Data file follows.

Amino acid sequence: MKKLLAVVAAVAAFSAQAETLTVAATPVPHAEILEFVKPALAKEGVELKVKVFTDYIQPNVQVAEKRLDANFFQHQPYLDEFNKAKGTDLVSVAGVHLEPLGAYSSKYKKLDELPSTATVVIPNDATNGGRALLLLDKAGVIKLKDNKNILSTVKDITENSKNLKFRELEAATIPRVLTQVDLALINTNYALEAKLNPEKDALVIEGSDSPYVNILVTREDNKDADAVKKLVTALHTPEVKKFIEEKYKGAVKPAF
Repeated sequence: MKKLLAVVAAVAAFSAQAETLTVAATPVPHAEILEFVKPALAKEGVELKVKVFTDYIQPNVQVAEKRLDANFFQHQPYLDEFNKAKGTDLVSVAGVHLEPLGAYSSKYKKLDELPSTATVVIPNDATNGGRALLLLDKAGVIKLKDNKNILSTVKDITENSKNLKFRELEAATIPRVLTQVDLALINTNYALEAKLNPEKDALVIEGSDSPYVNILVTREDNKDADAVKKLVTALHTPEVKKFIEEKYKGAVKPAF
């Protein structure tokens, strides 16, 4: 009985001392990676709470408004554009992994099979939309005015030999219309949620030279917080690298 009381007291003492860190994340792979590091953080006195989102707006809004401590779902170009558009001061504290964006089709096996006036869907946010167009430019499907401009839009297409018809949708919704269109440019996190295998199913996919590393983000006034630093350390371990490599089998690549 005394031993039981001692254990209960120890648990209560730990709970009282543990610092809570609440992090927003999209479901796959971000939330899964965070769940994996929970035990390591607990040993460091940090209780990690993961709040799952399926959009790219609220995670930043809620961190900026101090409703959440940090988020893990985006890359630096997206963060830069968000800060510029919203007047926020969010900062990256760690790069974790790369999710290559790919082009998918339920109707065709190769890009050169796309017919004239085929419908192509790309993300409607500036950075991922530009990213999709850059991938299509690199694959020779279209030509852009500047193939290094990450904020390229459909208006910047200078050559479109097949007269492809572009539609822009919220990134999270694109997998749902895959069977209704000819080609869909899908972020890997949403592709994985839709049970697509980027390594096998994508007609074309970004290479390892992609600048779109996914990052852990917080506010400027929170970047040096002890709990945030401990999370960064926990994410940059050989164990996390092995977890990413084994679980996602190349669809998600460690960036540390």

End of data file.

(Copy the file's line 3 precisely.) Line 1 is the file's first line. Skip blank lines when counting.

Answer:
């Protein structure tokens, strides 16, 4: 009985001392990676709470408004554009992994099979939309005015030999219309949620030279917080690298 009381007291003492860190994340792979590091953080006195989102707006809004401590779902170009558009001061504290964006089709096996006036869907946010167009430019499907401009839009297409018809949708919704269109440019996190295998199913996919590393983000006034630093350390371990490599089998690549 005394031993039981001692254990209960120890648990209560730990709970009282543990610092809570609440992090927003999209479901796959971000939330899964965070769940994996929970035990390591607990040993460091940090209780990690993961709040799952399926959009790219609220995670930043809620961190900026101090409703959440940090988020893990985006890359630096997206963060830069968000800060510029919203007047926020969010900062990256760690790069974790790369999710290559790919082009998918339920109707065709190769890009050169796309017919004239085929419908192509790309993300409607500036950075991922530009990213999709850059991938299509690199694959020779279209030509852009500047193939290094990450904020390229459909208006910047200078050559479109097949007269492809572009539609822009919220990134999270694109997998749902895959069977209704000819080609869909899908972020890997949403592709994985839709049970697509980027390594096998994508007609074309970004290479390892992609600048779109996914990052852990917080506010400027929170970047040096002890709990945030401990999370960064926990994410940059050989164990996390092995977890990413084994679980996602190349669809998600460690960036540390």